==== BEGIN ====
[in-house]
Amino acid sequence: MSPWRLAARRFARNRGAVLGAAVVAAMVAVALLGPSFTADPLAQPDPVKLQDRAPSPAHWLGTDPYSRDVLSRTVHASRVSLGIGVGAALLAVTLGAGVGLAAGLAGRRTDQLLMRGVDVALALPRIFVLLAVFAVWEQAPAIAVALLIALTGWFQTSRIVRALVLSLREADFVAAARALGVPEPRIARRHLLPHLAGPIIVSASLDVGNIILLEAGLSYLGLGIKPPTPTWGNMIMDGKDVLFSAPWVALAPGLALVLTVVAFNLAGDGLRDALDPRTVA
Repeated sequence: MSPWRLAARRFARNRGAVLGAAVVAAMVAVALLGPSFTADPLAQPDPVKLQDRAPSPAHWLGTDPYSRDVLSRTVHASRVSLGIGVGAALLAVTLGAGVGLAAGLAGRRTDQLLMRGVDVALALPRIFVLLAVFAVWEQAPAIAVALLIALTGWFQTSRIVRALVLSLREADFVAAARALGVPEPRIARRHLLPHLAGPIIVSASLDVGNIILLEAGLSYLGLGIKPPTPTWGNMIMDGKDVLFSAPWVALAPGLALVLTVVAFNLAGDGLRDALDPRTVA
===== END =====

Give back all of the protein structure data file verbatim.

[in-house]
Amino acid sequence: MSPWRLAARRFARNRGAVLGAAVVAAMVAVALLGPSFTADPLAQPDPVKLQDRAPSPAHWLGTDPYSRDVLSRTVHASRVSLGIGVGAALLAVTLGAGVGLAAGLAGRRTDQLLMRGVDVALALPRIFVLLAVFAVWEQAPAIAVALLIALTGWFQTSRIVRALVLSLREADFVAAARALGVPEPRIARRHLLPHLAGPIIVSASLDVGNIILLEAGLSYLGLGIKPPTPTWGNMIMDGKDVLFSAPWVALAPGLALVLTVVAFNLAGDGLRDALDPRTVA
Repeated sequence: MSPWRLAARRFARNRGAVLGAAVVAAMVAVALLGPSFTADPLAQPDPVKLQDRAPSPAHWLGTDPYSRDVLSRTVHASRVSLGIGVGAALLAVTLGAGVGLAAGLAGRRTDQLLMRGVDVALALPRIFVLLAVFAVWEQAPAIAVALLIALTGWFQTSRIVRALVLSLREADFVAAARALGVPEPRIARRHLLPHLAGPIIVSASLDVGNIILLEAGLSYLGLGIKPPTPTWGNMIMDGKDVLFSAPWVALAPGLALVLTVVAFNLAGDGLRDALDPRTVA